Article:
Renting a place short term can be a hassle in Taiwan. That is if you want live alone or share with some locals. Finding a room in a shared apartment with a bunch of foreigners who are most likely north american english teachers is easy, just look at the advertisements on the ex-pat websites. Personally I don't like living with other foreigners here, aside from the fact that you will always be speaking english with them when you should be speaking chinese, english teachers living in Taiwan can be a weird bunch, and for the most part are only here for a couple of years at most, not so interested in local culture and customs, very interested in what's going on "back home", complaining about Taiwan, making money, partying, talking about themselves etc. Often their only qualification as an english teacher is that they are a native speaker. In their home country they wouldn't teach english, they only do it here because it's a kind of "default" job. These are different to the long termers who have decided to make Taiwan home, who tend to be far more interesting, can speak Chinese, and have made a profession out of English teaching, but if you're looking to rent a place you are more likely to encounter the former group. Renting your own place poses a couple of problems. Most landlords will only want to sign a 12 month lease, which isn't much good if you don't plan to stay that long. Real Estate companies can help you locate an apartment, but usually charge half or a full months rent as their fee. There are also two types of landlord. Real landlord (房東) and second landlord (二房東). You need to ask the person you are dealing with which one they are, if you don't know. In Taiwan it is very common for a person to rent a house or apartment, then sublet the house or apartment or individual rooms in order to make a profit or live rent free themselves. My classmates in Taipei were surprised to hear that this was relatively rare in New Zealand as most landlords want to know what kind of people they have living in their property, they were also surprised to hear that alot of landlords and rental agencies want to see references from previous landlords or agencies.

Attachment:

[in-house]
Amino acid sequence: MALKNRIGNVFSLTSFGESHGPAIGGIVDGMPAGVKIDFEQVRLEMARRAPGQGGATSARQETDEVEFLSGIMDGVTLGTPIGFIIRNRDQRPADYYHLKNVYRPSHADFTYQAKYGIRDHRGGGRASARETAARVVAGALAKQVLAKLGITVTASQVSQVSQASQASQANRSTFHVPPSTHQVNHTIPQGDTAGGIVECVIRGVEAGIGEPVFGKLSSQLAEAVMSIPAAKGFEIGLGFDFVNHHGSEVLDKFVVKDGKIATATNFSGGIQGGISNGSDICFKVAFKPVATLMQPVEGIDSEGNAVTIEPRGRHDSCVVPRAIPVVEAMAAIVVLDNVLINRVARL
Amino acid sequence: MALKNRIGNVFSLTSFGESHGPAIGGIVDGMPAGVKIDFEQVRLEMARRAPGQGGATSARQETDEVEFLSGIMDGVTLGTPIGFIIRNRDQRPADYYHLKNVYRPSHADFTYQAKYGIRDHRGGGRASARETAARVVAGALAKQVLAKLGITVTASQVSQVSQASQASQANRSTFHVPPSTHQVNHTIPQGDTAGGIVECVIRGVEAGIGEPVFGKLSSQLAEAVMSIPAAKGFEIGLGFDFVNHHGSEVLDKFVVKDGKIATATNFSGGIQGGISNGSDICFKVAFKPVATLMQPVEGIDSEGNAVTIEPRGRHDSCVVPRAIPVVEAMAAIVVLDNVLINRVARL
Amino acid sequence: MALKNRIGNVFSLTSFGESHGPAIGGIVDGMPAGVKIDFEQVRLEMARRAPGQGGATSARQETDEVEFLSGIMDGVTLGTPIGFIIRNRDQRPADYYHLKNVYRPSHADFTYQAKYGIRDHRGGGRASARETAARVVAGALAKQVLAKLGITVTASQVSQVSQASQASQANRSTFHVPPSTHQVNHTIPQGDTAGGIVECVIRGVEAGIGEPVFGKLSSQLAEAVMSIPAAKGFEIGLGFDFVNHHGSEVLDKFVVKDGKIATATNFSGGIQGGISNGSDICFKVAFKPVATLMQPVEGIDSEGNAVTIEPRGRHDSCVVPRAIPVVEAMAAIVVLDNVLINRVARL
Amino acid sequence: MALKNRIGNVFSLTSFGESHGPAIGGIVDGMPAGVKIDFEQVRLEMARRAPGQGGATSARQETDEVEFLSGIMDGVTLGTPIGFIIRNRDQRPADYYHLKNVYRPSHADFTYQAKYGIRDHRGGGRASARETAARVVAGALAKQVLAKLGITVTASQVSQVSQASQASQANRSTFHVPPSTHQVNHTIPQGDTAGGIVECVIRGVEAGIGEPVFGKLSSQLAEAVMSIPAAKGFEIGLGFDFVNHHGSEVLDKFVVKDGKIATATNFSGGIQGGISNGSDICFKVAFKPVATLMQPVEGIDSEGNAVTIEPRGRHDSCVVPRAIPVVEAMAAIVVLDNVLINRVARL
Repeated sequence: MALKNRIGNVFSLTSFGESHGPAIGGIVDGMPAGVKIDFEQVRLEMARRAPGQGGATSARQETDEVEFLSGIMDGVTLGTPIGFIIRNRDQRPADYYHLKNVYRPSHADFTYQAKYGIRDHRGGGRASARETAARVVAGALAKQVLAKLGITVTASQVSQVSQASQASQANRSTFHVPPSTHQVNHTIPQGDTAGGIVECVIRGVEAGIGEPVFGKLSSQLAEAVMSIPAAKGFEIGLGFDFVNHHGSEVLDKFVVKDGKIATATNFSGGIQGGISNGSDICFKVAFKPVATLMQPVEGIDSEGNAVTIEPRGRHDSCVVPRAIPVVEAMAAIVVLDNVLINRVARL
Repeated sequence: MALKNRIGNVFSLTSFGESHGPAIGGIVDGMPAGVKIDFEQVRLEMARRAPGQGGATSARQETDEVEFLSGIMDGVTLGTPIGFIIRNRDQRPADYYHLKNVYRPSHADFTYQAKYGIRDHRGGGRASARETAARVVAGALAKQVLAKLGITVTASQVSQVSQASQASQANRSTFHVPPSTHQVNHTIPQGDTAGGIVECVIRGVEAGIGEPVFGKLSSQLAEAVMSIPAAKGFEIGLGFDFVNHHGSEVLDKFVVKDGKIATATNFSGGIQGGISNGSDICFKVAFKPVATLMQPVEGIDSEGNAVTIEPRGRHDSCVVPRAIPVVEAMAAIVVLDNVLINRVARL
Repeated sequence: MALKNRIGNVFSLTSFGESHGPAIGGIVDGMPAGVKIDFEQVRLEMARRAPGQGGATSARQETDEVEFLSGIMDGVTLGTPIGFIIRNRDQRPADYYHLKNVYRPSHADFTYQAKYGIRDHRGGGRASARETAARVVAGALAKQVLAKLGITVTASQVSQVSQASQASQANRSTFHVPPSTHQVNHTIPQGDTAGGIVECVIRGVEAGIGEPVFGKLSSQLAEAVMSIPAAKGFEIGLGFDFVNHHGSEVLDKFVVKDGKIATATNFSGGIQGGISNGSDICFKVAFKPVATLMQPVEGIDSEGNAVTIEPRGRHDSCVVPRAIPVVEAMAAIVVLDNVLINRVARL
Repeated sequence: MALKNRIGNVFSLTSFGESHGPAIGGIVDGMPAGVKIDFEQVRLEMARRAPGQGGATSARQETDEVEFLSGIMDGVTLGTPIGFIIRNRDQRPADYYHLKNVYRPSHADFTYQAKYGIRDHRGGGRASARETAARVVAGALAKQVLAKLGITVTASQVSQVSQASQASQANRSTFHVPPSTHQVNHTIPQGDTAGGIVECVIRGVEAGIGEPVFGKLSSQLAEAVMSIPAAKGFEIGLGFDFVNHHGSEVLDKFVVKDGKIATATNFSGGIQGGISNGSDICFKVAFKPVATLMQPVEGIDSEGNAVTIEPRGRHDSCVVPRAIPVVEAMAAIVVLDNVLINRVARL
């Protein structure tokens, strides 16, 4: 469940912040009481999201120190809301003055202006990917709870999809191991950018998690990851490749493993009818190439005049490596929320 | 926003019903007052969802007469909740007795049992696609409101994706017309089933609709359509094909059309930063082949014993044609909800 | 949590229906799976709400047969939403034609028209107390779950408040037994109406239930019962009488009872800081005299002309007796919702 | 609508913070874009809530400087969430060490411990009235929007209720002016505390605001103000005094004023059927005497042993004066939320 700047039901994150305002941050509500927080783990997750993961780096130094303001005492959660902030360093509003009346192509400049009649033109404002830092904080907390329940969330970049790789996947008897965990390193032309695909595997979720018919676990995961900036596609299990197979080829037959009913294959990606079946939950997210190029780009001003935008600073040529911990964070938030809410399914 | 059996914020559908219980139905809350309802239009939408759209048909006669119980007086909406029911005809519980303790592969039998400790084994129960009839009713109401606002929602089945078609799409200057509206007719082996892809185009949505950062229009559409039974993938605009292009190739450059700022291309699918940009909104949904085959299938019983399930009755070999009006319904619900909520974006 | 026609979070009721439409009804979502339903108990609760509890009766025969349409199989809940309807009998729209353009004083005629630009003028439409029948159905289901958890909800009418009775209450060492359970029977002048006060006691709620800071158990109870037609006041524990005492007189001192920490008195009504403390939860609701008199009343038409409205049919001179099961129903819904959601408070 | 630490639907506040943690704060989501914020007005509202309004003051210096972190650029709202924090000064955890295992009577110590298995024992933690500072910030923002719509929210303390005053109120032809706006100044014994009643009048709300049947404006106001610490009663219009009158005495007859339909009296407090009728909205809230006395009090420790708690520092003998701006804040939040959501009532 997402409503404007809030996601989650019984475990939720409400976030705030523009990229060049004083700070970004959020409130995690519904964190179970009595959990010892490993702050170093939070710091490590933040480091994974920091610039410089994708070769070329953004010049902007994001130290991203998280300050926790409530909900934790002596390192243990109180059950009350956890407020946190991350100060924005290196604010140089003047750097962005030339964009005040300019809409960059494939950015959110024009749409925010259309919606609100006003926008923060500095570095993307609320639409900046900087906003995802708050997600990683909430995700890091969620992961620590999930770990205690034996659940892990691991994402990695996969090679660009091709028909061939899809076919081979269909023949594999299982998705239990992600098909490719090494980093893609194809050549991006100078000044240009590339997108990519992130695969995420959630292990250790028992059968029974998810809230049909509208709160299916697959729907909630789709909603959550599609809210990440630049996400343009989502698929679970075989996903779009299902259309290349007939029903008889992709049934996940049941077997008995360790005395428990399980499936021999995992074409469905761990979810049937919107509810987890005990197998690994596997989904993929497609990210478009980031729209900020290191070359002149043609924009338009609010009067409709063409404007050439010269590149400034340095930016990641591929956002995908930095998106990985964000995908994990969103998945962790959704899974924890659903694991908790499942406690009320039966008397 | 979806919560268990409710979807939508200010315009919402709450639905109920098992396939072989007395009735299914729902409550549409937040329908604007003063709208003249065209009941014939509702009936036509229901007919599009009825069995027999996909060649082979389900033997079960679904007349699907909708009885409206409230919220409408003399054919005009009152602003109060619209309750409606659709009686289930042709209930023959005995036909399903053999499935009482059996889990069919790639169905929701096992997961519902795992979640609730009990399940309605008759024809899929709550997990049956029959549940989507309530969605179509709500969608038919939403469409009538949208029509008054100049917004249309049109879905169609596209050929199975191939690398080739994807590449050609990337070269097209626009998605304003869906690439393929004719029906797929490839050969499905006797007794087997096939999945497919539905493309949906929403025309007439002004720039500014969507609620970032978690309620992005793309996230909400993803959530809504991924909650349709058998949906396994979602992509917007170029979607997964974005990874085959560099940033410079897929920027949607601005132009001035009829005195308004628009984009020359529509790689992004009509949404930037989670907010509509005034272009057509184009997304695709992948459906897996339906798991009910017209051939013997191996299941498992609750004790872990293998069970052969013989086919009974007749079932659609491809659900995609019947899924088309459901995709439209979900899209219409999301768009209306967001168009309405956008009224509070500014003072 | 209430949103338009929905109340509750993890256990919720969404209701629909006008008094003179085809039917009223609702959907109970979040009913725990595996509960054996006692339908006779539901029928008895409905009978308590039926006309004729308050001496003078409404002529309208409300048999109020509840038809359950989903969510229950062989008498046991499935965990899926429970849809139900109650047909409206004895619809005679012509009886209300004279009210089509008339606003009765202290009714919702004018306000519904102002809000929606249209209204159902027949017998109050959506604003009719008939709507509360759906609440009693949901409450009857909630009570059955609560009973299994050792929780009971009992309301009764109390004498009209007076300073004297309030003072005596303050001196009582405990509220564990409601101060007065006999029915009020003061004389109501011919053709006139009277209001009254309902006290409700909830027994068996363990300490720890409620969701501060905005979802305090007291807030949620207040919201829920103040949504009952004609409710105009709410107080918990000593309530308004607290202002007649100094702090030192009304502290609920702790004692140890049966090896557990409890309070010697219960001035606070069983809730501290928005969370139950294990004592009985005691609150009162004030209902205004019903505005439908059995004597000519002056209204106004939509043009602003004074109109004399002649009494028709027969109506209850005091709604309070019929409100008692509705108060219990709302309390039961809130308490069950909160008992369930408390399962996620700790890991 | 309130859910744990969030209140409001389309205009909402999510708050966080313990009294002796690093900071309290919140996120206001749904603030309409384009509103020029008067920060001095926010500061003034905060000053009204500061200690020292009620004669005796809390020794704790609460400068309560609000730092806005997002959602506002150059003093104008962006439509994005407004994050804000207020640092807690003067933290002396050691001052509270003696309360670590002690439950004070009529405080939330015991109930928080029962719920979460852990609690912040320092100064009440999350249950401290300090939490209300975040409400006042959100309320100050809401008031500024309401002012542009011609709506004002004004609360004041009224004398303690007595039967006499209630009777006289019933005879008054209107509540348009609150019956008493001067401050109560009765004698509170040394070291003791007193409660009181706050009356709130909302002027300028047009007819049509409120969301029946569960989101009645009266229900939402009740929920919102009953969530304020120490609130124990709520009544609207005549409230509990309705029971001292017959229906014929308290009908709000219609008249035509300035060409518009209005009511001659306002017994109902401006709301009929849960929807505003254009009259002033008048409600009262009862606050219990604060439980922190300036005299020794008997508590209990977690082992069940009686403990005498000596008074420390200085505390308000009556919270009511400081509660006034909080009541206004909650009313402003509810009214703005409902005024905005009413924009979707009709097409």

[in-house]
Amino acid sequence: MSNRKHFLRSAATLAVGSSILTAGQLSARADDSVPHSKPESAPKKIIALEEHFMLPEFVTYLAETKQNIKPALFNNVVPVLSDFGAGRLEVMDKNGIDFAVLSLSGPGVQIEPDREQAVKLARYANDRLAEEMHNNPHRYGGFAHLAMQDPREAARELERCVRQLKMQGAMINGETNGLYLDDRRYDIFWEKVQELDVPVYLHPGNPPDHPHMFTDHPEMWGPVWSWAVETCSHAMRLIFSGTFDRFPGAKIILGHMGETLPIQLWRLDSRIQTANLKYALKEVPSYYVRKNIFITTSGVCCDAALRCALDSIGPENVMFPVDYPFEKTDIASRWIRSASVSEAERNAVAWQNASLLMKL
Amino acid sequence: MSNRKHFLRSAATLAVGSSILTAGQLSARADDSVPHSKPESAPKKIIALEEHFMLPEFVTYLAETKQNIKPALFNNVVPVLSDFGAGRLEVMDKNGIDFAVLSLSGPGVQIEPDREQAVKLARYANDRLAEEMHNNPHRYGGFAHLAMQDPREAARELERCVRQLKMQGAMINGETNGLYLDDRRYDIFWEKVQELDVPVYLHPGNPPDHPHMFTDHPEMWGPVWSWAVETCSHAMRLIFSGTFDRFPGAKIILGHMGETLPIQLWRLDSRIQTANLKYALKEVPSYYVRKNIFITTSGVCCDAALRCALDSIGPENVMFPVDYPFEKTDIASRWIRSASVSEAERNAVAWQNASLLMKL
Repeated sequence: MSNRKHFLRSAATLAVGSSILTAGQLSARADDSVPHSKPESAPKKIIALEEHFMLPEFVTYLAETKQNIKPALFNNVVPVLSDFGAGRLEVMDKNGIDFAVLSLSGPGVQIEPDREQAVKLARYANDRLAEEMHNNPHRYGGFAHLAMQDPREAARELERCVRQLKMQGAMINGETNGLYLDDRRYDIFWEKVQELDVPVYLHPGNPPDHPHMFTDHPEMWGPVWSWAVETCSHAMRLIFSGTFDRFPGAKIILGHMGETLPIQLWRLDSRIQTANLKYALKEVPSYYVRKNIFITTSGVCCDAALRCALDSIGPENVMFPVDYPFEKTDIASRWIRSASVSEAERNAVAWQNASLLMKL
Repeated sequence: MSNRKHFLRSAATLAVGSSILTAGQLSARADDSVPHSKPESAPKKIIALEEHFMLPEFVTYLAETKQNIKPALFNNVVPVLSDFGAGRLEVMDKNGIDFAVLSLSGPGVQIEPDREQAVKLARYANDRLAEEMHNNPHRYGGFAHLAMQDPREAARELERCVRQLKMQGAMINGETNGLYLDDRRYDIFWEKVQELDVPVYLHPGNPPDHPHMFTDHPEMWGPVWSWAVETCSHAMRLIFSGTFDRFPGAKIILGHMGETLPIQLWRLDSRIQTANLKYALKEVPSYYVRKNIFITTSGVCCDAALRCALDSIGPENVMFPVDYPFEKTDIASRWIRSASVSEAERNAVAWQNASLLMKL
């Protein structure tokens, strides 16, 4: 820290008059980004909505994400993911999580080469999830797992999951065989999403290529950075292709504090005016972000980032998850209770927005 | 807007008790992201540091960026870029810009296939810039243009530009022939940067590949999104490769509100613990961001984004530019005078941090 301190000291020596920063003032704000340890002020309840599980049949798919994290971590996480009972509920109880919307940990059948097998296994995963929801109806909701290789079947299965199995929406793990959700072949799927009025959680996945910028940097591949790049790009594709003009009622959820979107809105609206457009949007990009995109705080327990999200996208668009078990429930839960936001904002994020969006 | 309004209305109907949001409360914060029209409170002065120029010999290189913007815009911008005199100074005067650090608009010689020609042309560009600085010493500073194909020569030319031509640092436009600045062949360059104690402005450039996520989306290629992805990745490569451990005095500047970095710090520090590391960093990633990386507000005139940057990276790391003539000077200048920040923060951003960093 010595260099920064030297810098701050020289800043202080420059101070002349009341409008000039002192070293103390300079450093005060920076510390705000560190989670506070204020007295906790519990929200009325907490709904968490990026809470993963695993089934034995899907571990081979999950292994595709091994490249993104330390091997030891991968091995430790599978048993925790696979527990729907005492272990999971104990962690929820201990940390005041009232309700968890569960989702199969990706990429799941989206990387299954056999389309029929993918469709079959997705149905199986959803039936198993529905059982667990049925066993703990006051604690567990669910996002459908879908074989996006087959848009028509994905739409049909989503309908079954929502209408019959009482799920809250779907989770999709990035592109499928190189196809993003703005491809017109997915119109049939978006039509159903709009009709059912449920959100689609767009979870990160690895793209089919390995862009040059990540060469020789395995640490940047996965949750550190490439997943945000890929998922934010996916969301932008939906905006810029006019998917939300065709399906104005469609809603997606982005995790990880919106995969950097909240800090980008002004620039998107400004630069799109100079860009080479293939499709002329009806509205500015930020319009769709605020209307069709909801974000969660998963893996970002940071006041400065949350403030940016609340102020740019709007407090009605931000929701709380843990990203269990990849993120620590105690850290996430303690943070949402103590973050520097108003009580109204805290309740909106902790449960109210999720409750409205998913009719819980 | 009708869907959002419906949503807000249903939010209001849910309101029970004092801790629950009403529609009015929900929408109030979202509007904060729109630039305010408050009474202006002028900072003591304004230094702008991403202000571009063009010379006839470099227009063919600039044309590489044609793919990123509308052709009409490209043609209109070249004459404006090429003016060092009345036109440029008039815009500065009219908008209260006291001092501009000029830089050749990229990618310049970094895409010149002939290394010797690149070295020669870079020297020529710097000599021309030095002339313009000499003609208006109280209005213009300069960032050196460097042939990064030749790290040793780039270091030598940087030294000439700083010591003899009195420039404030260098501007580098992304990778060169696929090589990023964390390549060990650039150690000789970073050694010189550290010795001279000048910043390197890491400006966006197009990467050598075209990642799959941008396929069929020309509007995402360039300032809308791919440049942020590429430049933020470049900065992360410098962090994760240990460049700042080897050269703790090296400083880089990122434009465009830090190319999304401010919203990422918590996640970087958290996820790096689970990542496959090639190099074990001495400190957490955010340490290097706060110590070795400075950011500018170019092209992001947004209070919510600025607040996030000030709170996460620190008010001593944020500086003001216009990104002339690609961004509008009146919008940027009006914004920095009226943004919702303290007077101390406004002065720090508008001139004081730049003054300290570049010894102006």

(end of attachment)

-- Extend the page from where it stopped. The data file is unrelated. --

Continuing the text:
Renting from second landlords can be convenient and problematic. Convenient in that it will be easier to negotiate a short term deal. Problematic in that tenancy laws become blurry, also in that you will probably never meet the real landlord or even know his or her name, so if the house has a serious problem that you feel needs fixing and the second landlord is unwilling to bother the real landlord over it, there is little you can do.
The reason I had to move house was the lease (which here is a standard red booklet which both parties have copies of and which details the terms of the lease) that I had signed with the second landlord for three months was broken by her when she decided to emigrate to the United States of America a month earlier than planned. While it was she that broke the lease, I wasn't sure what recompence I was due, so had a couple of people look over the lease, which is all in Chinese. Apparently every clause was there to protect the landlords rights, and nothing was stated regarding the tenants rights. There are laws protecting tenants however, so to cut it short she refunded me a months rent. I was still without a place to stay. It was looking like I'd be back on Chicago Stu's sofa, when one of the waiters at my local drinking hole, Orange Cafe, said I could stay at his place, as he was spending all his time at his girlfriends house. Great. So I'm now staying there. It's not the sort of place I would rent by choice. It's what's known as a "suite". I've looked at such places before and rejected them immediatley. Basically the front door opens onto a corridor with a number of doors. In this place there are seven rooms (at least here they all have windows). They are all sublet seperately, and as is usual in Taiwan, the tenants don't know each other nor do they have any interest in knowing who the other tenants are. There is no common area. People just come home and go into their little room. There is the most basic kitchen facility, and a shared bathroom. This kind of living arrangement is common in Taiwan. To me it is a miserable existence but it will suffice for the three weeks or so I have left in my semester.